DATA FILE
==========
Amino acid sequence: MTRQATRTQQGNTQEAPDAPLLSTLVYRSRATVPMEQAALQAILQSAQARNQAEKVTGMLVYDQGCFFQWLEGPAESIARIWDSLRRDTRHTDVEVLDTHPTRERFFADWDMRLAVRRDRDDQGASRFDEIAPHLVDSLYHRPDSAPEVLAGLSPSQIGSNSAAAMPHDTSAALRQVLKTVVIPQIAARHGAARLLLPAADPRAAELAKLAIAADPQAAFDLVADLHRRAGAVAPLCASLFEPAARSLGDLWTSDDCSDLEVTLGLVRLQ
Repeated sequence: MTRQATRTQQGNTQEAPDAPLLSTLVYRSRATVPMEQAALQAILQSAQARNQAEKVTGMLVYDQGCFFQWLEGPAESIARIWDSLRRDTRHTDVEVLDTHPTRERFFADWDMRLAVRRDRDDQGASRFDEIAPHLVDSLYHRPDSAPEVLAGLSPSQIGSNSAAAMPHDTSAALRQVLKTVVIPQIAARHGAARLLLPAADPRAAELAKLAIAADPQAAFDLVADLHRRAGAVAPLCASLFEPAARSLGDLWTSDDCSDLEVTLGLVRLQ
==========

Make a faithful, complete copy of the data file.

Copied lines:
Amino acid sequence: MTRQATRTQQGNTQEAPDAPLLSTLVYRSRATVPMEQAALQAILQSAQARNQAEKVTGMLVYDQGCFFQWLEGPAESIARIWDSLRRDTRHTDVEVLDTHPTRERFFADWDMRLAVRRDRDDQGASRFDEIAPHLVDSLYHRPDSAPEVLAGLSPSQIGSNSAAAMPHDTSAALRQVLKTVVIPQIAARHGAARLLLPAADPRAAELAKLAIAADPQAAFDLVADLHRRAGAVAPLCASLFEPAARSLGDLWTSDDCSDLEVTLGLVRLQ
Repeated sequence: MTRQATRTQQGNTQEAPDAPLLSTLVYRSRATVPMEQAALQAILQSAQARNQAEKVTGMLVYDQGCFFQWLEGPAESIARIWDSLRRDTRHTDVEVLDTHPTRERFFADWDMRLAVRRDRDDQGASRFDEIAPHLVDSLYHRPDSAPEVLAGLSPSQIGSNSAAAMPHDTSAALRQVLKTVVIPQIAARHGAARLLLPAADPRAAELAKLAIAADPQAAFDLVADLHRRAGAVAPLCASLFEPAARSLGDLWTSDDCSDLEVTLGLVRLQ